6. Final assemble.

4D paper airplane:

​ Real look, really fly

Discovery Channel Wings- Northrop F-5 Freedom Fighter.

4D model template of Northrop F-5F Tiger II

After Note:

Pay attention at: keep the symmetry of the canopy and main fuselage. 

The F-5F design is a high-speed jet based with a relatively small wing. To adjust the 4D model of F-5F, it will need to know the aeronautics term called "washout". See the discussion of Washout

The wing need to pushup (1-2 degree) along the red line shown. This is a critical adjustment to fly well of F-5F 4D model. You can experience the Washout effect before and after adjustment.

Northrop F-5  

model kit paper airplane template and how to make a paper airplane

4D model template of Northrop F-5F Tiger II

Video watch:
(follow video may contain depictions of violence, viewer discretion is advised.)

7. Base.

2. Tail wing.

Northrop F-5F Tiger II 

​Down Load template: Click "Down Load Template" button and print.  Or copy-paste the “print-out” of 4D template on your graphic program (such as PowerPoint) and add your label. Adjust the size as needed. 


​Construction Photo Notes

Check discussion for construction. To see large image: Click picture.

3. Bottom piece.

1. The main frame.

4D model template of Northrop F-5F Tiger II.

5. Front fuselage.

The F-5 Freedom Fighter Documentary.

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4. Top piece.

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(Skill index 6)



The Northrop F-5A and F-5B Freedom Fighter and the F-5E and F-5F Tiger II are part of a supersonic light fighter family, initially designed in the late 1950s by Northrop Corporation. Being smaller and simpler than contemporaries such as the McDonnell Douglas F-4 Phantom II, the F-5 cost less to both procure and operate, making it a popular export aircraft. The F-5 started life as a privately funded light fighter program by Northrop in the 1950s. The design team wrapped a small, highly aerodynamic fighter around two compact and high-thrust General Electric J85 engines, focusing on performance and low cost of maintenance. Though primarily designed for the day air superiority role, the aircraft is also a capable ground-attack platform. The F-5A entered service in the early 1960s. During the Cold War, over 800 were produced through 1972 for U.S. allies. Though the United States Air Force (USAF) had no need for a light fighter, it did procure approximately 1,200 Northrop T-38 Talon trainer aircraft, which were directly based on the F-5A.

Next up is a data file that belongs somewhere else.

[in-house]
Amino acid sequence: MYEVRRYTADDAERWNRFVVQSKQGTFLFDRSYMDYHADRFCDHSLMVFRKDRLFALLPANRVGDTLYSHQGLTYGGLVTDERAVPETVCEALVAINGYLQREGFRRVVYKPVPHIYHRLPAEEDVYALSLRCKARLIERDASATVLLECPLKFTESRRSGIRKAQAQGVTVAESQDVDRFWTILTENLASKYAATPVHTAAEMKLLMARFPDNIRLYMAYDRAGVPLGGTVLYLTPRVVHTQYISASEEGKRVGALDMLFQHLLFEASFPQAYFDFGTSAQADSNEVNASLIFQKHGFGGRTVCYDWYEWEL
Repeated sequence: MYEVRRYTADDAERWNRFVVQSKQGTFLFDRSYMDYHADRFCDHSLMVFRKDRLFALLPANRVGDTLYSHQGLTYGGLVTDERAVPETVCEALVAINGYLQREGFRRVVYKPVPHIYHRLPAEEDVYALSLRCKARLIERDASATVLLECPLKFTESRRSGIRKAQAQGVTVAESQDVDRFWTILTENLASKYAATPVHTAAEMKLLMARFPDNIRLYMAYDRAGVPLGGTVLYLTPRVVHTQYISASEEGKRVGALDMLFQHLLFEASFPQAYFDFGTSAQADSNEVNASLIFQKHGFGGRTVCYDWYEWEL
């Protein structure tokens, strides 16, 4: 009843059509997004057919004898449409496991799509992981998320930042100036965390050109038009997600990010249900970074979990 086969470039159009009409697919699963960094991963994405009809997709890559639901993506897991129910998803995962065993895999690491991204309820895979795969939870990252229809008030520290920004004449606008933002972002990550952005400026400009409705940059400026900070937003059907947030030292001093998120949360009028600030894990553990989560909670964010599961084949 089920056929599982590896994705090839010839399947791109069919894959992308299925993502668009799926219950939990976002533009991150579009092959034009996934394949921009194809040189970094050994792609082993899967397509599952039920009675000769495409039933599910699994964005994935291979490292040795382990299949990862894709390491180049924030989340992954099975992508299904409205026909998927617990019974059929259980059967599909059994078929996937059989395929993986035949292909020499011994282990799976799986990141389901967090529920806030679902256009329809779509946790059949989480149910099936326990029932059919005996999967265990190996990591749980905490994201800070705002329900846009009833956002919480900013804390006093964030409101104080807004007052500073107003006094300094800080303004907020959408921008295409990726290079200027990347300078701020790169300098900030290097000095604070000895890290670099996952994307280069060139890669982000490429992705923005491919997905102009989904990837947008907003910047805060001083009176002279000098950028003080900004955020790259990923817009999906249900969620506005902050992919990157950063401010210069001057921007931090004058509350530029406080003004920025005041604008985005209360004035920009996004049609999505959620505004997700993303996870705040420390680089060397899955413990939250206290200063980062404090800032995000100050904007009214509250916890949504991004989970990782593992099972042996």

After winning the International Fighter Aircraft competition in 1970, a program aimed at providing effective low-cost fighters to American allies, Northrop introduced the second-generation F-5E Tiger II in 1972. This upgrade included more powerful engines, higher fuel capacity, greater wing area and improved leading edge extensions for a better turn rate, optional air-to-air refueling, and improved avionics including air-to-air radar. Primarily used by American allies, it remains in US service to support training exercises. It has served in a wide array of roles, being able to perform both air and ground attack duties; the type was used extensively in the Vietnam War. A total of 1,400 Tiger IIs were built before production ended in 1987. More than 3,800 F-5 and the closely related T-38 advanced trainer aircraft were produced in Hawthorne, California. The F-5N/F variants are in service with the United States Navy and United States Marine Corps as an adversary trainer. Approximately 500 aircraft are in service as of 2014.

The F-5 was also developed into a dedicated reconnaissance version, the RF-5 Tigereye. The F-5 also served as a starting point for a series of design studies which resulted in the Northrop YF-17 and the F/A-18 navalized fighter aircraft. The Northrop F-20 Tigershark was an advanced variant to succeed the F-5E which was ultimately canceled when export customers did not emerge.

Light fighter,
First flight:        F-5A: July 30, 1959, F-5E: August 11,1972,
Introduction:     1962
In Service,                  

Production:      A/B/C(Freedom Fighter): 847, E/F(Tiger II): 1,399.